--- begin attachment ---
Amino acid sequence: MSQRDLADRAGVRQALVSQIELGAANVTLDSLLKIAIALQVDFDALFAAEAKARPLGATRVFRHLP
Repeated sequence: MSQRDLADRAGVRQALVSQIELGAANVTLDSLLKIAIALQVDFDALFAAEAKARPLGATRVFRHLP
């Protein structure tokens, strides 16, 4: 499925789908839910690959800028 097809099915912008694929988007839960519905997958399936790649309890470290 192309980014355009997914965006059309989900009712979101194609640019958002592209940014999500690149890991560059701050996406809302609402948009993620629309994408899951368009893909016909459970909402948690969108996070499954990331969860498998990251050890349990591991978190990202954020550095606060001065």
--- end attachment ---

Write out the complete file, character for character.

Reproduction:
Amino acid sequence: MSQRDLADRAGVRQALVSQIELGAANVTLDSLLKIAIALQVDFDALFAAEAKARPLGATRVFRHLP
Repeated sequence: MSQRDLADRAGVRQALVSQIELGAANVTLDSLLKIAIALQVDFDALFAAEAKARPLGATRVFRHLP
């Protein structure tokens, strides 16, 4: 499925789908839910690959800028 097809099915912008694929988007839960519905997958399936790649309890470290 192309980014355009997914965006059309989900009712979101194609640019958002592209940014999500690149890991560059701050996406809302609402948009993620629309994408899951368009893909016909459970909402948690969108996070499954990331969860498998990251050890349990591991978190990202954020550095606060001065």